Wow, am I late with this thing. Frankly the only reason I’m even doing it is to placate my obsessive-compulsiveness–there must be a PPF for every year, even if it takes me three months into the following year to do it.
[toc title=”Table of Contents” class=”toc-right”] Anyway, you know the drill–these are not at all what I consider the best toys from 2011. They’re simply my favorites. I find objectively trying to determine the “best” toy a fun but ultimately fruitless endeavour, destined to be argued over endlessly.
I’m sure this will be a largely surprise-free PPF for anyone who reads the blog with any regularity, so let’s just get it done.
For your edification, here are the earlier PPFs:
Favorite Action Figure Line
As I said, no surprises here. Masters of the Universe Classics (MOTUC) dominated my 2010, as it did for many collectors. Mattel upped the ante by adding large figures like Battle Cat and Tytus, as well as offering display stands, DC vs. MOTU 2-packs, and army builder 2-packs. The degree to which you liked these toys may vary, and obviously there were many, many problems with availability, but they represented an exciting ramping-up of the toyline–one that will continue this year with the addition of the Grayskull Weapons Rack and the vehicle, whatever it may be.
Why do I love MOTUC? It’s a bit hard to define how the line appeals to me. I love the large, chunky feel of the figures–they really do remind me of the toys I had as a kid. Unlike some collectors, the consciously retro styling of MOTUC appeals to me, in a way I imagine isn’t too different than those who collect the Galactic Hero/Super Hero Squad-style figures, or urban vinyls, or yes, even Mego figures.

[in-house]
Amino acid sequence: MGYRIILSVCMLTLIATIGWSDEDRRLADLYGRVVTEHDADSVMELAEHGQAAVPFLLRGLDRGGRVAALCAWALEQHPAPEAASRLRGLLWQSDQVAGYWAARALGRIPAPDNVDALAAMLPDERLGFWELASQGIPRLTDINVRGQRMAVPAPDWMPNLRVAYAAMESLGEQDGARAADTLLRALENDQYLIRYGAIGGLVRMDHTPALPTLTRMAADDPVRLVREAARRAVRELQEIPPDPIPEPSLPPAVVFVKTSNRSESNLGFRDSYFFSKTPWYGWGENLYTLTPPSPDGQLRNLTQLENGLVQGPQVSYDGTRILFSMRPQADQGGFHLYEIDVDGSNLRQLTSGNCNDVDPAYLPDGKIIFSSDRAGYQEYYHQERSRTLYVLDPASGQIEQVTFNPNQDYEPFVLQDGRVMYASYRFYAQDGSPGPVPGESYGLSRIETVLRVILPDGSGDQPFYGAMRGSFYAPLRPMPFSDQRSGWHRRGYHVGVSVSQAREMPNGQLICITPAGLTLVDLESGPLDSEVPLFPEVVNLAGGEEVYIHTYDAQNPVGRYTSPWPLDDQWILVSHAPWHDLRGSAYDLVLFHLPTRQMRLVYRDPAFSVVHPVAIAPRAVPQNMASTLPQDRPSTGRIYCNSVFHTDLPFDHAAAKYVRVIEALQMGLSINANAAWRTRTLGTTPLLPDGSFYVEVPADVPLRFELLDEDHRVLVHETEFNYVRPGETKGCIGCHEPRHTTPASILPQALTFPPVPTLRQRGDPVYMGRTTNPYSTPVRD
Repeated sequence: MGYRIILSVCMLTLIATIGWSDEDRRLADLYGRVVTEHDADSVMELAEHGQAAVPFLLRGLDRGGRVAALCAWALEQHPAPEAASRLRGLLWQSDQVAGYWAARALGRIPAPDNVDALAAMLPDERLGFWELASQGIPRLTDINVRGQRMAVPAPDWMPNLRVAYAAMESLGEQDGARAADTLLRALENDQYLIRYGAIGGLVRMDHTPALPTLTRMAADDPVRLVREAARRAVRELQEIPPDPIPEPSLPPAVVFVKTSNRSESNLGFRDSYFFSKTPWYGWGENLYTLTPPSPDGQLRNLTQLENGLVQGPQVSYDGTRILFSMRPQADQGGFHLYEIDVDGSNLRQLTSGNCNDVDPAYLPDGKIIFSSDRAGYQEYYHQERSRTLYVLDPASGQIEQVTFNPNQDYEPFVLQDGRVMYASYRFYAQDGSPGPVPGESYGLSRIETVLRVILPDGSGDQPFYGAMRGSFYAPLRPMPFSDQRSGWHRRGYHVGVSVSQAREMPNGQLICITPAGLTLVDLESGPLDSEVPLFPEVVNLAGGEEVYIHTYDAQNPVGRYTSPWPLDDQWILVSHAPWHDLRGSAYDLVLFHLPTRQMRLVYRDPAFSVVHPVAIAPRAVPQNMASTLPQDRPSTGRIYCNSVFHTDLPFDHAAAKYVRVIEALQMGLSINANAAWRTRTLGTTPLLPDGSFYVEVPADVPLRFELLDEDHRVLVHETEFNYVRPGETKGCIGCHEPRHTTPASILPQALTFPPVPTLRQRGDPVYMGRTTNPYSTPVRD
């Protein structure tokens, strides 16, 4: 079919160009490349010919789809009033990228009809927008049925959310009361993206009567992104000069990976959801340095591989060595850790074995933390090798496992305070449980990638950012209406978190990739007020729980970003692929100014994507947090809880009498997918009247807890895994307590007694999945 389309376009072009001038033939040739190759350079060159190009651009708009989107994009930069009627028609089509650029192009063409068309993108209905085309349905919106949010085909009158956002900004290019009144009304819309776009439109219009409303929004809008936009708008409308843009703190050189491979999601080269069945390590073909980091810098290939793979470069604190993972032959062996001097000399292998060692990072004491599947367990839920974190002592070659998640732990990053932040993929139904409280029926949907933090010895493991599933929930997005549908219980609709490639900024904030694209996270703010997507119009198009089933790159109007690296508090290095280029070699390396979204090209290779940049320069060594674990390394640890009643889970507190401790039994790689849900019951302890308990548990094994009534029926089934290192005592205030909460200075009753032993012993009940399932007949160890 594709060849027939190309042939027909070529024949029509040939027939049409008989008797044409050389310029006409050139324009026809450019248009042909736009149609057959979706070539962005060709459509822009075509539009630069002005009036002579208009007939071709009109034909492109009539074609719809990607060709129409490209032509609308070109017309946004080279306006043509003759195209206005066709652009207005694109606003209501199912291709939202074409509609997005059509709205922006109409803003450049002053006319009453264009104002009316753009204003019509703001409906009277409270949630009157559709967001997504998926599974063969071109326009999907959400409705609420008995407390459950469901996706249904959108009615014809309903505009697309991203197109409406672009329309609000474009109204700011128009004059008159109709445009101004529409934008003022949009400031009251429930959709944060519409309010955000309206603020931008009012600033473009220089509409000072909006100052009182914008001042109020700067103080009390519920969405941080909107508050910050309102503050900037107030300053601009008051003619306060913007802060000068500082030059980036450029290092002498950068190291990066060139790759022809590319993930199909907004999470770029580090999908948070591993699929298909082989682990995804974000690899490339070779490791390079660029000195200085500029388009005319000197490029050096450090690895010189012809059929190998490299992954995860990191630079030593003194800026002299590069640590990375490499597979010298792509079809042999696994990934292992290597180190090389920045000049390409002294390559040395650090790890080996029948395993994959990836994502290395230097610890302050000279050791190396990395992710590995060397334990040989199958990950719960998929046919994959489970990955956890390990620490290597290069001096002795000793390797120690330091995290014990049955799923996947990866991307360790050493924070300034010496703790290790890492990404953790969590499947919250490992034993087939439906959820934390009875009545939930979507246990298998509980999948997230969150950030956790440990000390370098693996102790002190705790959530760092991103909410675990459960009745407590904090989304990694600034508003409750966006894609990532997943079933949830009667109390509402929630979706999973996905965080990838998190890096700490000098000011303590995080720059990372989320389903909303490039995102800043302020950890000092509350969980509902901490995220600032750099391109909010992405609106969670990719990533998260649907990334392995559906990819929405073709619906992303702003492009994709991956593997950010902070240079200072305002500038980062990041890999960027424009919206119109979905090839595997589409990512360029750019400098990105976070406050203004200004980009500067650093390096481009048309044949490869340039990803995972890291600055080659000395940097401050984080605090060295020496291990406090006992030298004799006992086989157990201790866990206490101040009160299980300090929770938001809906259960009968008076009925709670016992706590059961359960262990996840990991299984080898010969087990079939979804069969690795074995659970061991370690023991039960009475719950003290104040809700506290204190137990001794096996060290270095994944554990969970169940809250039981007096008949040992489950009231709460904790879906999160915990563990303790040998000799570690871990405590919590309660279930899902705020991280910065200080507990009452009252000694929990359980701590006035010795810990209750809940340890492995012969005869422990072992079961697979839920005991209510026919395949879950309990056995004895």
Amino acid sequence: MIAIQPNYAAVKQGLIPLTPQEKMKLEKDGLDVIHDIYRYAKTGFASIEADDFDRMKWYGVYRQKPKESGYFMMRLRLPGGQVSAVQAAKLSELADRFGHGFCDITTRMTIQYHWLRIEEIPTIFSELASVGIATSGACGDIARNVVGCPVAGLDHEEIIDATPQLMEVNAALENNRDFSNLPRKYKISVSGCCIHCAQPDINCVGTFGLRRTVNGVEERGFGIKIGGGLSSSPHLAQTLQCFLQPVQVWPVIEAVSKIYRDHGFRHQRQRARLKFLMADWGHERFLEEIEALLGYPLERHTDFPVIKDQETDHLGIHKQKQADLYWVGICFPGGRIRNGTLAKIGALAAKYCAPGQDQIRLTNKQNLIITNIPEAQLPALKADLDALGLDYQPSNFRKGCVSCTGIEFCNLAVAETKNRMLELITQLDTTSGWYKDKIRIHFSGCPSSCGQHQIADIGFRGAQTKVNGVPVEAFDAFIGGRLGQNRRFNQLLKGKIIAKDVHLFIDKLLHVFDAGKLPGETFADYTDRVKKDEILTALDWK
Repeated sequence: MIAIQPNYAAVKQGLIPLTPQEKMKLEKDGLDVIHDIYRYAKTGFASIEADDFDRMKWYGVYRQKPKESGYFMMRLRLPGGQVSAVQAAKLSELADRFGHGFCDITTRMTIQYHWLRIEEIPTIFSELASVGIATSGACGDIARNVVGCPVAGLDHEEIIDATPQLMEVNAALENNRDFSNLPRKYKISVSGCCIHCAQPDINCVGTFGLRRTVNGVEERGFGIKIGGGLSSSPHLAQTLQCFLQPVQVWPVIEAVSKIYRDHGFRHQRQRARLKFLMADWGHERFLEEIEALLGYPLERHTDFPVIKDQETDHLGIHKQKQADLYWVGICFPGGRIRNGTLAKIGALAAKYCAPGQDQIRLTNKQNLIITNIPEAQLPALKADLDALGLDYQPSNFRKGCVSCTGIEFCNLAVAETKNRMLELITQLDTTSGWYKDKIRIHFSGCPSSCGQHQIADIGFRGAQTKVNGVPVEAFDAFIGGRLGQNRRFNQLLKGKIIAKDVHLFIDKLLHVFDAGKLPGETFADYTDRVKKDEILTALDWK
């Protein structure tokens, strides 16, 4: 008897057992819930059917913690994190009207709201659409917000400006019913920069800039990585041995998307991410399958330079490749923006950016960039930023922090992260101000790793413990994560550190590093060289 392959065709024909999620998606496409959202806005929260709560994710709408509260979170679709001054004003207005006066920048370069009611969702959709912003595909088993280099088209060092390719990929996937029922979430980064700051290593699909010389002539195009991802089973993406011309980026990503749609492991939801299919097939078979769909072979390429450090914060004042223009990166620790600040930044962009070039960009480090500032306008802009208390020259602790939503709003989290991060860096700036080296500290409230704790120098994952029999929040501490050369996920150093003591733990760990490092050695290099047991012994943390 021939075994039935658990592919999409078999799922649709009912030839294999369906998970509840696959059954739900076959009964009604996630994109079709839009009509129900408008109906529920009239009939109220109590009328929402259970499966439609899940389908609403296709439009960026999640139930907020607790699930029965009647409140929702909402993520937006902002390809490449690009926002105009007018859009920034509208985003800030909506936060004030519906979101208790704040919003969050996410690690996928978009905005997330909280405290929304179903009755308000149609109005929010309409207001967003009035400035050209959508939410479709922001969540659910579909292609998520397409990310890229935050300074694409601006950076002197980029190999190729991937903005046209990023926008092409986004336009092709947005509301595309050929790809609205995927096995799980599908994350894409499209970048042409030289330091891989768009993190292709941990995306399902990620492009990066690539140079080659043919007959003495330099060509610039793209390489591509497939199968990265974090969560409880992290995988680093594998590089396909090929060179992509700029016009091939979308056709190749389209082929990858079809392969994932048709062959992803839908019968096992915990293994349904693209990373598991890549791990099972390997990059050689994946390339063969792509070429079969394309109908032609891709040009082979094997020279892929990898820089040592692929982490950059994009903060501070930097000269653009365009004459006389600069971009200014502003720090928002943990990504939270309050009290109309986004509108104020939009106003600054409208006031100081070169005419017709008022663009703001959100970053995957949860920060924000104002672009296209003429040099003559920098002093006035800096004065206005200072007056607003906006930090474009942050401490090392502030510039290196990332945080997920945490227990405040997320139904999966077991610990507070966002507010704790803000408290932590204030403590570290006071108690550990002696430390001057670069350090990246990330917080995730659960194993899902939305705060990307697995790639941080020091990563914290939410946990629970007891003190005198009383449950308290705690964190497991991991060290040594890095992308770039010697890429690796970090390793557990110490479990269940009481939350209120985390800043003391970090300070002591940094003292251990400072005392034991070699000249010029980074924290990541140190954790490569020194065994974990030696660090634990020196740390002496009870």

If I could editorialize for a moment…I think there’s a tendency among some collectors to think that toylines need to become progressively more detailed, better articulated (though that’s often a point of debate), and often, more “realistic.” It’s a pattern seen in vintage MOTU to MOTU 200X, Secret Wars to early Toy Biz to Marvel Legends, and it’s something Hasbro has made a fortune off of, re-selling collectors the same Star Wars, GI. Joe, and Transformers characters in increasingly complex versions year after year.
And I’m no stranger to this idea, either. I loved MOTU 200X, but in retrospect I’ve come to realize that trying to make characters named Clawful, Two-Bad, and especially He-Man “badass” is something of an uphill battle. I find a certain joy in the way MOTUC embraces the obvious “toy-ness” of the characters.
Now, this one could be a bit of a surprise to you; there were a few other obvious candidates, particularly Battle Cat and Gygor. But Trap Jaw is the closest thing I have to a favorite MOTU character. Getting a new one with extra articulation, including a full range of motion on the robot arm’s shoulder, bicep, and elbow, was the fulfillment of a childhood dream.
Runners-up: Battle Cat, Gygor
DC vs. MOTU 2-Packs (Superman vs. He-Man, Lex Luthor vs. Skeletor)
This is always a hard category for me to do, mostly because I toss all my packaging and barely remember what any of it looked like. However, this year something did stand out: the DC vs. MOTU 2-packs. The sets made great use of the original Curt Swan art from those early DC one-shots, and for a while I even had the paper backing boards from behind the blisters tacked on my cubicle wall.
This one was tough. I don’t recall particularly enjoying any one review more than any other this past year. So, for no particular reason, I went Classic Predator.
Favorite Toy Website